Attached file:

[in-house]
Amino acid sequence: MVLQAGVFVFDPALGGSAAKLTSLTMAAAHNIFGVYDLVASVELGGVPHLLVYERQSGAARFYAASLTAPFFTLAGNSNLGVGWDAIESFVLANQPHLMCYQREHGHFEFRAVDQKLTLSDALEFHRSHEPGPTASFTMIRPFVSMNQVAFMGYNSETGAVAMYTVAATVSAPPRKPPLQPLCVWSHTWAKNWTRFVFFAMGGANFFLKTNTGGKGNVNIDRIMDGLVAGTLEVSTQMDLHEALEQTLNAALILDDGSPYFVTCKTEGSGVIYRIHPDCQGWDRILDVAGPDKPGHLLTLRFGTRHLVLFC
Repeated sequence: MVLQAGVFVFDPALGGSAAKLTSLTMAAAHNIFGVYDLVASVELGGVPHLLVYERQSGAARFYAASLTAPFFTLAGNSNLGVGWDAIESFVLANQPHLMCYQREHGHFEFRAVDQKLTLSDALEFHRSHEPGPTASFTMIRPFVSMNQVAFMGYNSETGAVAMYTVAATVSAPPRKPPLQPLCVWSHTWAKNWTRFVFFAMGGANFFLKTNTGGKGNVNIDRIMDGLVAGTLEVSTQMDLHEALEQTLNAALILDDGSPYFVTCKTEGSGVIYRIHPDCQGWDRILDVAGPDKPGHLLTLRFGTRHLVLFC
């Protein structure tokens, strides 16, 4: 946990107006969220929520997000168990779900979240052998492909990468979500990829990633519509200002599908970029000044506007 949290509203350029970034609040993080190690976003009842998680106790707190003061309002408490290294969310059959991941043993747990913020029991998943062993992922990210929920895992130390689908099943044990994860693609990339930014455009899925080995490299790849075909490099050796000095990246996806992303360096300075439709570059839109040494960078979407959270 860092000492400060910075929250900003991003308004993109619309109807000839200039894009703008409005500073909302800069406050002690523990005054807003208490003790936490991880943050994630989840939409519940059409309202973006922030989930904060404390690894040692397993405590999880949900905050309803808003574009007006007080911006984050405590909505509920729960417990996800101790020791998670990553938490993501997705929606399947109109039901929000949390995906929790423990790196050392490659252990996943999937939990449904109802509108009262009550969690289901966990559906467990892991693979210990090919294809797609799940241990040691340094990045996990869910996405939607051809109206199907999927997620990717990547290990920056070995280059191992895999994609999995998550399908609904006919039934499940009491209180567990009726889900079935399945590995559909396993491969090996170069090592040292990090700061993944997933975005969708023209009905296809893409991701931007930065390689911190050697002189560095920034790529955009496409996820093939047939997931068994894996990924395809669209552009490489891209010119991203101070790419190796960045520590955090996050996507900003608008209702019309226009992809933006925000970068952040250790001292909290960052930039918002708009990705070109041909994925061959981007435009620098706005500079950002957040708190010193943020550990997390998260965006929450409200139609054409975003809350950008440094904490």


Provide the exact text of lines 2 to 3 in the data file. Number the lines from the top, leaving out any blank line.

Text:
Amino acid sequence: MVLQAGVFVFDPALGGSAAKLTSLTMAAAHNIFGVYDLVASVELGGVPHLLVYERQSGAARFYAASLTAPFFTLAGNSNLGVGWDAIESFVLANQPHLMCYQREHGHFEFRAVDQKLTLSDALEFHRSHEPGPTASFTMIRPFVSMNQVAFMGYNSETGAVAMYTVAATVSAPPRKPPLQPLCVWSHTWAKNWTRFVFFAMGGANFFLKTNTGGKGNVNIDRIMDGLVAGTLEVSTQMDLHEALEQTLNAALILDDGSPYFVTCKTEGSGVIYRIHPDCQGWDRILDVAGPDKPGHLLTLRFGTRHLVLFC
Repeated sequence: MVLQAGVFVFDPALGGSAAKLTSLTMAAAHNIFGVYDLVASVELGGVPHLLVYERQSGAARFYAASLTAPFFTLAGNSNLGVGWDAIESFVLANQPHLMCYQREHGHFEFRAVDQKLTLSDALEFHRSHEPGPTASFTMIRPFVSMNQVAFMGYNSETGAVAMYTVAATVSAPPRKPPLQPLCVWSHTWAKNWTRFVFFAMGGANFFLKTNTGGKGNVNIDRIMDGLVAGTLEVSTQMDLHEALEQTLNAALILDDGSPYFVTCKTEGSGVIYRIHPDCQGWDRILDVAGPDKPGHLLTLRFGTRHLVLFC